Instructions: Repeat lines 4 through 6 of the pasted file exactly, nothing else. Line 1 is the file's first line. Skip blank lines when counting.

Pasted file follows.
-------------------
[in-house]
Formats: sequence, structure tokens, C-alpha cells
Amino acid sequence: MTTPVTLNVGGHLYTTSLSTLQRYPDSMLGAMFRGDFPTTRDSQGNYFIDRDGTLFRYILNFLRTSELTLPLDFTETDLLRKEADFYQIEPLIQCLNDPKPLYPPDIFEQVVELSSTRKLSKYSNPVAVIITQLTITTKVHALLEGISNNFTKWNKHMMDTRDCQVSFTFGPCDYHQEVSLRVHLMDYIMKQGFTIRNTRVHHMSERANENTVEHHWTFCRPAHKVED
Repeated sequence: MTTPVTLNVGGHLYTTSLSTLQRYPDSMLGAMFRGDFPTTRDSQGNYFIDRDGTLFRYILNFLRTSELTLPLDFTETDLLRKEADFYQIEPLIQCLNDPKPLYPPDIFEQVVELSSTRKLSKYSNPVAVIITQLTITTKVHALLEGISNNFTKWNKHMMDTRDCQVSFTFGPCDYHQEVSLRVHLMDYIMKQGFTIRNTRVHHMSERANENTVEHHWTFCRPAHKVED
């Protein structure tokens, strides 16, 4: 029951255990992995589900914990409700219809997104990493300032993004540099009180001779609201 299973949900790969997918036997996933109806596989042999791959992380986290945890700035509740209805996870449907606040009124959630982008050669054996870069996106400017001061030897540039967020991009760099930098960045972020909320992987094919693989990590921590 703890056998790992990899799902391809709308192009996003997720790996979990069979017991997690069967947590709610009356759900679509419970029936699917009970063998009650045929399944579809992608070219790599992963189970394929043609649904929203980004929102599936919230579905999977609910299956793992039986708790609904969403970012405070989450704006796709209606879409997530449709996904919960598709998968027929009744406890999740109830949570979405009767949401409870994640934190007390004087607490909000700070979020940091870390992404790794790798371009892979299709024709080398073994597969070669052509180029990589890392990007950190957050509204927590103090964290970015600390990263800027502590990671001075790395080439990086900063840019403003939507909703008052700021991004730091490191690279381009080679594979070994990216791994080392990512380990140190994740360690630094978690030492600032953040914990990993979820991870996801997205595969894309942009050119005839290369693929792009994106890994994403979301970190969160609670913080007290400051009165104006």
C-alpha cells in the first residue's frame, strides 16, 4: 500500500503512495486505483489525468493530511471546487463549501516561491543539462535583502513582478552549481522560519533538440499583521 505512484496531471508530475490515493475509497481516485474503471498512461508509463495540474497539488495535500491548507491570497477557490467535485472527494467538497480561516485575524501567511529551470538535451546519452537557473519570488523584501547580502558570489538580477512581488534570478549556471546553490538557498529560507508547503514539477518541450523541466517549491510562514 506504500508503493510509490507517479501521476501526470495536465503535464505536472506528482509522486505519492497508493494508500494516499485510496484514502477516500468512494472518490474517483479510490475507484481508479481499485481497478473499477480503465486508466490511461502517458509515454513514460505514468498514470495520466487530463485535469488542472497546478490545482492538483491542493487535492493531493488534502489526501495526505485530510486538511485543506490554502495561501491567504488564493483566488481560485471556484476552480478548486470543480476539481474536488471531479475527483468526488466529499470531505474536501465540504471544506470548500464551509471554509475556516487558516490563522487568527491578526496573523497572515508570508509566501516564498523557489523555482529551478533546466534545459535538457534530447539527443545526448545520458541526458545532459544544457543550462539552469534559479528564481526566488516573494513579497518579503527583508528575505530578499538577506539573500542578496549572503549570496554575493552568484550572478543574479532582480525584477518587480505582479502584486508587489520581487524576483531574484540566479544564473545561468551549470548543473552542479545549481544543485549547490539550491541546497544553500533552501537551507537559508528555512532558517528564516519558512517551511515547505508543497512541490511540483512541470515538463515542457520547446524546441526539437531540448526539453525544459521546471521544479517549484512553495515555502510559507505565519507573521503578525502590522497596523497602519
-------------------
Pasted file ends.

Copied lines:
Repeated sequence: MTTPVTLNVGGHLYTTSLSTLQRYPDSMLGAMFRGDFPTTRDSQGNYFIDRDGTLFRYILNFLRTSELTLPLDFTETDLLRKEADFYQIEPLIQCLNDPKPLYPPDIFEQVVELSSTRKLSKYSNPVAVIITQLTITTKVHALLEGISNNFTKWNKHMMDTRDCQVSFTFGPCDYHQEVSLRVHLMDYIMKQGFTIRNTRVHHMSERANENTVEHHWTFCRPAHKVED
């Protein structure tokens, strides 16, 4: 029951255990992995589900914990409700219809997104990493300032993004540099009180001779609201 299973949900790969997918036997996933109806596989042999791959992380986290945890700035509740209805996870449907606040009124959630982008050669054996870069996106400017001061030897540039967020991009760099930098960045972020909320992987094919693989990590921590 703890056998790992990899799902391809709308192009996003997720790996979990069979017991997690069967947590709610009356759900679509419970029936699917009970063998009650045929399944579809992608070219790599992963189970394929043609649904929203980004929102599936919230579905999977609910299956793992039986708790609904969403970012405070989450704006796709209606879409997530449709996904919960598709998968027929009744406890999740109830949570979405009767949401409870994640934190007390004087607490909000700070979020940091870390992404790794790798371009892979299709024709080398073994597969070669052509180029990589890392990007950190957050509204927590103090964290970015600390990263800027502590990671001075790395080439990086900063840019403003939507909703008052700021991004730091490191690279381009080679594979070994990216791994080392990512380990140190994740360690630094978690030492600032953040914990990993979820991870996801997205595969894309942009050119005839290369693929792009994106890994994403979301970190969160609670913080007290400051009165104006």
C-alpha cells in the first residue's frame, strides 16, 4: 500500500503512495486505483489525468493530511471546487463549501516561491543539462535583502513582478552549481522560519533538440499583521 505512484496531471508530475490515493475509497481516485474503471498512461508509463495540474497539488495535500491548507491570497477557490467535485472527494467538497480561516485575524501567511529551470538535451546519452537557473519570488523584501547580502558570489538580477512581488534570478549556471546553490538557498529560507508547503514539477518541450523541466517549491510562514 506504500508503493510509490507517479501521476501526470495536465503535464505536472506528482509522486505519492497508493494508500494516499485510496484514502477516500468512494472518490474517483479510490475507484481508479481499485481497478473499477480503465486508466490511461502517458509515454513514460505514468498514470495520466487530463485535469488542472497546478490545482492538483491542493487535492493531493488534502489526501495526505485530510486538511485543506490554502495561501491567504488564493483566488481560485471556484476552480478548486470543480476539481474536488471531479475527483468526488466529499470531505474536501465540504471544506470548500464551509471554509475556516487558516490563522487568527491578526496573523497572515508570508509566501516564498523557489523555482529551478533546466534545459535538457534530447539527443545526448545520458541526458545532459544544457543550462539552469534559479528564481526566488516573494513579497518579503527583508528575505530578499538577506539573500542578496549572503549570496554575493552568484550572478543574479532582480525584477518587480505582479502584486508587489520581487524576483531574484540566479544564473545561468551549470548543473552542479545549481544543485549547490539550491541546497544553500533552501537551507537559508528555512532558517528564516519558512517551511515547505508543497512541490511540483512541470515538463515542457520547446524546441526539437531540448526539453525544459521546471521544479517549484512553495515555502510559507505565519507573521503578525502590522497596523497602519